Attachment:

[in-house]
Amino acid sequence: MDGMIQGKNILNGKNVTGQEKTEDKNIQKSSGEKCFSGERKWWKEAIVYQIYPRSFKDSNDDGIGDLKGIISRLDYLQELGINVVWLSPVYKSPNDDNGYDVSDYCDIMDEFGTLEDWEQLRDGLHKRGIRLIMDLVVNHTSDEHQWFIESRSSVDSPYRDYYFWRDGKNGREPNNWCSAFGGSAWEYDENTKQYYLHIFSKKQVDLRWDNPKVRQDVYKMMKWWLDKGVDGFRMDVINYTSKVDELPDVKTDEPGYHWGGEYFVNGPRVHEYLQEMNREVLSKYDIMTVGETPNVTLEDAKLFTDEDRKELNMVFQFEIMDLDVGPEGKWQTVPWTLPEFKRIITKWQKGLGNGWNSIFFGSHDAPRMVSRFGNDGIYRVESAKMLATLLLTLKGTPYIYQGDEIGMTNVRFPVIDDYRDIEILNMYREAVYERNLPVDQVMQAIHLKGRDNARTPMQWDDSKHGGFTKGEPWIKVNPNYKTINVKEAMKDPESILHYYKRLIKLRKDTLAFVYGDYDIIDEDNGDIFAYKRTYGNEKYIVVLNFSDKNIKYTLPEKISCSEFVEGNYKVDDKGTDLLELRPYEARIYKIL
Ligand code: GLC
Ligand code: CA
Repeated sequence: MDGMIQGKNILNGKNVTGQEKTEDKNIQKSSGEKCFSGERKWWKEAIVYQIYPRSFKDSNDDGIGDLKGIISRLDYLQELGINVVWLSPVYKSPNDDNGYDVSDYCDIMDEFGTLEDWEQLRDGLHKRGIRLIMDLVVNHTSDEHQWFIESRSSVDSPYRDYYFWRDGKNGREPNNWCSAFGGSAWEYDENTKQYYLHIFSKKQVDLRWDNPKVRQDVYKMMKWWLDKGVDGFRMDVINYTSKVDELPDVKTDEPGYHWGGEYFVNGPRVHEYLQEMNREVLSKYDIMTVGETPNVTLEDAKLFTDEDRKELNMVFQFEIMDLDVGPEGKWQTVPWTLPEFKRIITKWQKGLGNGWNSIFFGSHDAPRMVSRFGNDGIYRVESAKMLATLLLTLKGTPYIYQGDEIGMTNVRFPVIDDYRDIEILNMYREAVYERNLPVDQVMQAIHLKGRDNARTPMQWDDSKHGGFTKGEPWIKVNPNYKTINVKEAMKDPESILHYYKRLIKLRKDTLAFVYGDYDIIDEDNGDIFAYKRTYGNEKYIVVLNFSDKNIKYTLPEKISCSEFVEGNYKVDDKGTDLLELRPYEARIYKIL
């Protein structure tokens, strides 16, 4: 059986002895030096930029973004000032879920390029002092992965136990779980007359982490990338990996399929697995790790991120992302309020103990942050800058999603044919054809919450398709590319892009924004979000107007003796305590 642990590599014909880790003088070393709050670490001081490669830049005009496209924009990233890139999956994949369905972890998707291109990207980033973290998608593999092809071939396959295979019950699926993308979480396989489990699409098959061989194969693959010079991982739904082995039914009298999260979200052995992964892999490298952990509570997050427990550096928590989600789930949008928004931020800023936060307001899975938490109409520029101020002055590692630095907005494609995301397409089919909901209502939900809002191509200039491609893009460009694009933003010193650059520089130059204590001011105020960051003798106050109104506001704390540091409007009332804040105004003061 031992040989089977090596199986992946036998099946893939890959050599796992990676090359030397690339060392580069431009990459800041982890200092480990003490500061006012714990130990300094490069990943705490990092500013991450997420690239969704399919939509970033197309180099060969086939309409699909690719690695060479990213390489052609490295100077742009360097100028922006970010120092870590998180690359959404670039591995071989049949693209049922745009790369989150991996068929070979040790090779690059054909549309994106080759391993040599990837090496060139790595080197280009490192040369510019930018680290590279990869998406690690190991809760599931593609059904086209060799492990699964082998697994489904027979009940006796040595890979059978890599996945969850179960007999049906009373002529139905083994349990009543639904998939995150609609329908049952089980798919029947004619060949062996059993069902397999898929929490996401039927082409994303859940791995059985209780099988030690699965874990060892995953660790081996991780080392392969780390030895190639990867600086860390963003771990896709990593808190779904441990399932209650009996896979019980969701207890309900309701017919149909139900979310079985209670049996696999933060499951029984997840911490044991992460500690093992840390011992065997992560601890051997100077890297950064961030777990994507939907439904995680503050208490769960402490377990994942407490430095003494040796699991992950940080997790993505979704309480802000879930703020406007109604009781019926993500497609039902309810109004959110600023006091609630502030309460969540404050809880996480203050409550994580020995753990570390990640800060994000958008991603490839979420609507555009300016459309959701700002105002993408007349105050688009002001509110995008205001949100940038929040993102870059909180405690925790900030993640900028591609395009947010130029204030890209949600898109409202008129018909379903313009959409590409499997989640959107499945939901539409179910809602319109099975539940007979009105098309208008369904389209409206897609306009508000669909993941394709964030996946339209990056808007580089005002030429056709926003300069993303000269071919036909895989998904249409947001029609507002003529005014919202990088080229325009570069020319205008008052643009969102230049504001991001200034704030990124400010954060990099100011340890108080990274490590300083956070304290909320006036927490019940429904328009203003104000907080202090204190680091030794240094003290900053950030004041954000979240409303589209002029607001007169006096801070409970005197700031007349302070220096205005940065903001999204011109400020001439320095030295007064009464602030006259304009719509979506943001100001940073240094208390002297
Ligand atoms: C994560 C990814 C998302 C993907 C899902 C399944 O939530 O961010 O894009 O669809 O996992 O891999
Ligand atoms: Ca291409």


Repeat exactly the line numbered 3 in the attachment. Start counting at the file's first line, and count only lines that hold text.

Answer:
Ligand code: GLC